Ontario's minister of municipal affairs and housing used his powers to expand the City of Ottawa's urban boundary last week by 654 hectares, and has included agricultural fields and lands near a quarry that staff had previously chosen to avoid.
While not every last hectare will be developable, Steve Clark's additions — released Nov. 4 and not open to appeal — have increased the 1,281-hectare urban expansion council approved in May 2020 by about 50 per cent.
Watson criticized the province for signing off on the city's official plan without consultation, behind closed doors, and after the Oct. 24 municipal elections — despite receiving it almost a year ago.
The City of Ottawa got extensive community feedback over many months in 2020 and 2021. Watson said when he was municipal affairs minister prior to 2010, official plans would see "minor tweaks," not "massive changes".
"What more can I say, except profound disappointment that the province is treating its second-largest city in this paternalistic way," said Watson.
Several hundred hectares not recommended
The Ford government, however, has been pushing to aggressively boost housing supply as it pledges to make housing more affordable. It's assigned Ottawa a target of 151,000 more homes in a decade, double what Ottawa had projected it needed.
Clark's press secretary, Victoria Podbielski, pointed out in a statement that all levels of government must prepare for population growth, especially with the federal government targeting 1.5 million new immigrants by 2025.
"Official plans are among the most important tools municipalities and the province use in partnership to prepare for future growth and housing needs," she wrote. "That is why, after careful consideration the Minister took the necessary action to accommodate this significant growth and allow for more desperately needed housing to be built."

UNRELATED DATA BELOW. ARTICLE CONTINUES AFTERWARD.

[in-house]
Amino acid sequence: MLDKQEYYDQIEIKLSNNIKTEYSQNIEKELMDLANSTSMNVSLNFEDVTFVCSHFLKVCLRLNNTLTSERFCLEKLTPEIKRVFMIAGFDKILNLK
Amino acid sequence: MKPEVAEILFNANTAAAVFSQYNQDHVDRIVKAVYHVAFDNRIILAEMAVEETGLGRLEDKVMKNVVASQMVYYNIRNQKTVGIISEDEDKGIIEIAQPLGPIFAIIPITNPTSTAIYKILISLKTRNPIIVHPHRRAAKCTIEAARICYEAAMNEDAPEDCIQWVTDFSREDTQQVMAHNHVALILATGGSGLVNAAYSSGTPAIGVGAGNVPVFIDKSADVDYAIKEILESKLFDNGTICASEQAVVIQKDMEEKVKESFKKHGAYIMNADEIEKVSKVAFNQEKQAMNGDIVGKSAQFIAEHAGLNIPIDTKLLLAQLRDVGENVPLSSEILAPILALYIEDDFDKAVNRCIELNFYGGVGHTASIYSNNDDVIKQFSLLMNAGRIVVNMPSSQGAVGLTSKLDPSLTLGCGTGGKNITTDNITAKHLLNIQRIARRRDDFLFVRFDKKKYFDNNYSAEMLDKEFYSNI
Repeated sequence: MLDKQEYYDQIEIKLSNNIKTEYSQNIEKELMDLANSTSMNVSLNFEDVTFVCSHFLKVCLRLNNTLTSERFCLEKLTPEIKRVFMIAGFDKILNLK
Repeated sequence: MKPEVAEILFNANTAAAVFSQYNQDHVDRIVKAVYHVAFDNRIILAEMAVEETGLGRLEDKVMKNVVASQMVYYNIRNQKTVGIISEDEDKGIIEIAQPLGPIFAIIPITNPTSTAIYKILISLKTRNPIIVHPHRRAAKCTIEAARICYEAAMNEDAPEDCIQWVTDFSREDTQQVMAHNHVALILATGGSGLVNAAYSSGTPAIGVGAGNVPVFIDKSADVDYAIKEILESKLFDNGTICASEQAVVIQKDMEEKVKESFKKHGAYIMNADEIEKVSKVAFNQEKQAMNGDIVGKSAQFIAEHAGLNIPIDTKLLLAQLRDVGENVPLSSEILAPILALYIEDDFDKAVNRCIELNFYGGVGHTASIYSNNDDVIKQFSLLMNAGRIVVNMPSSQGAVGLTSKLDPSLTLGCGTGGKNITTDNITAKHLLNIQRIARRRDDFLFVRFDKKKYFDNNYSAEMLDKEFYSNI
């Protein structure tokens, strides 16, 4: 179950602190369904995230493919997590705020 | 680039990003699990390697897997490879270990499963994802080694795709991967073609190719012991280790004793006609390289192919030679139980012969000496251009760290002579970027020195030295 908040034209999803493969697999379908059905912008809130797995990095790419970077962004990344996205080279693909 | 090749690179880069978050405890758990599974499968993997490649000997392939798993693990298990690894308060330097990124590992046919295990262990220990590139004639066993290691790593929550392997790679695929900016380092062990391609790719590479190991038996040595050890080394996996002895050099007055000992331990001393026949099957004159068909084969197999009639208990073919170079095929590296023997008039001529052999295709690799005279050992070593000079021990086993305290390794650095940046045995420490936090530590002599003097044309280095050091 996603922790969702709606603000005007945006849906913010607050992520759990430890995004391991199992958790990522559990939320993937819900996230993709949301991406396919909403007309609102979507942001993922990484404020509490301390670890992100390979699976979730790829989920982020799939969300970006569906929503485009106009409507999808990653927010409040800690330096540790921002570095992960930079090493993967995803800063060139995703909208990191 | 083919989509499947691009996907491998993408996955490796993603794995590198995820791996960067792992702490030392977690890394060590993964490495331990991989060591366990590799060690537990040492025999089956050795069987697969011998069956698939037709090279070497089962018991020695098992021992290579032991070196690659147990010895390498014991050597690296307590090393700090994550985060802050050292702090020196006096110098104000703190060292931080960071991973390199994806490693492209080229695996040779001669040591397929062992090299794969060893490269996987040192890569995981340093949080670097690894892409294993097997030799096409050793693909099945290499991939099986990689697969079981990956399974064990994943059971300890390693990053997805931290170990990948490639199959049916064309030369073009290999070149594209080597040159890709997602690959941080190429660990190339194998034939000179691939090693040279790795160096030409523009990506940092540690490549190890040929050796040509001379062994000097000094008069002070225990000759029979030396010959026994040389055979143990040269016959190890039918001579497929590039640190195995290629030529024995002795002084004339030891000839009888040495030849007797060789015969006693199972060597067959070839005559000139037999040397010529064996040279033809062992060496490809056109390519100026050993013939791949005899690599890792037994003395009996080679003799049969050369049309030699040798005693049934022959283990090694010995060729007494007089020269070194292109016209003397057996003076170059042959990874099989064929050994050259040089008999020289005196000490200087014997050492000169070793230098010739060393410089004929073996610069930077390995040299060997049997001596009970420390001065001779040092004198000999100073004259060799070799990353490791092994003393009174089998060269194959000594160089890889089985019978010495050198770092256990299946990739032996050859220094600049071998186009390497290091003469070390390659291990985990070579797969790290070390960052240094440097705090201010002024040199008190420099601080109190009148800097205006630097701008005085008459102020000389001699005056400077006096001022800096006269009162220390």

Clark's formal notice of approval included a map that showed the biggest additions to the urban boundary were located north of Kanata, east of Findlay Creek, and in a rural area near Riverside South in the vicinity of the future Bowesville LRT station.
Councillors had discussed the choices parcel by parcel in the winter of 2021, and city staff have already briefed council on how they scored — using criteria liked their proximity to pipes and transit:
The 106 hectares near the future Bowesville LRT scored well.
In Stittsville, 65 hectares on Fernbank Road had servicing issues and were habitat to protected species.
Another 14 hectares at Flewellyn and Shea roads on Stittsville's edge were not recommended due to an active court case.
Staff scored 207 hectares east of Findlay Creek poorly due to a lack of city infrastructure.
There were 50 hectares east of Findlay Creek that weren't scored as they're too close to an active quarry.
On average, 38.9 homes are built per hectare in Ottawa on such wide-open areas called "greenfields," according to a report at planning committee last month.
Rural communities should be worried, says councillor
Coun. Scott Moffatt, who co-chairs the planning committee and ends his time on council on Monday, wasn't surprised the province expanded the urban boundary given its targets for home construction far exceed the city's.
The South March lands were "easy pickings" for the government, he said. But Moffatt has long championed protecting prime agricultural lands and is far more concerned the government chose to add those 37 hectares in Orléans.
Moffatt said he'd have preferred the government first see how its intensification policies in Bill 23 might boost housing supply — it intends to allow triplexes on each residential lot, for instance — before also expanding suburbs.
By doing both at the same time, there's less incentive to reach the city's goal of building densely where services already exist, he said.
"The message it sends is that we can just keep growing out. And that should concern rural communities. That should concern the farming community," Moffatt said.
Ottawa isn't alone, however. The provincial government approved the City of Hamilton's official plan the same day as Ottawa's — and also added 2,200 hectares there as well, even though council had voted to house all of its future population through intensification and to hold the existing urban-rural line.
Also on Nov. 4, the Ford government released a proposal to build 50,000 homes on tracts of the Greenbelt in the Toronto area, after previously promising not to open any of that land to development.
Watson said it will be up to the incoming Ottawa city council to be "forceful" and to "push back on some of the things that the province is trying to impose on us."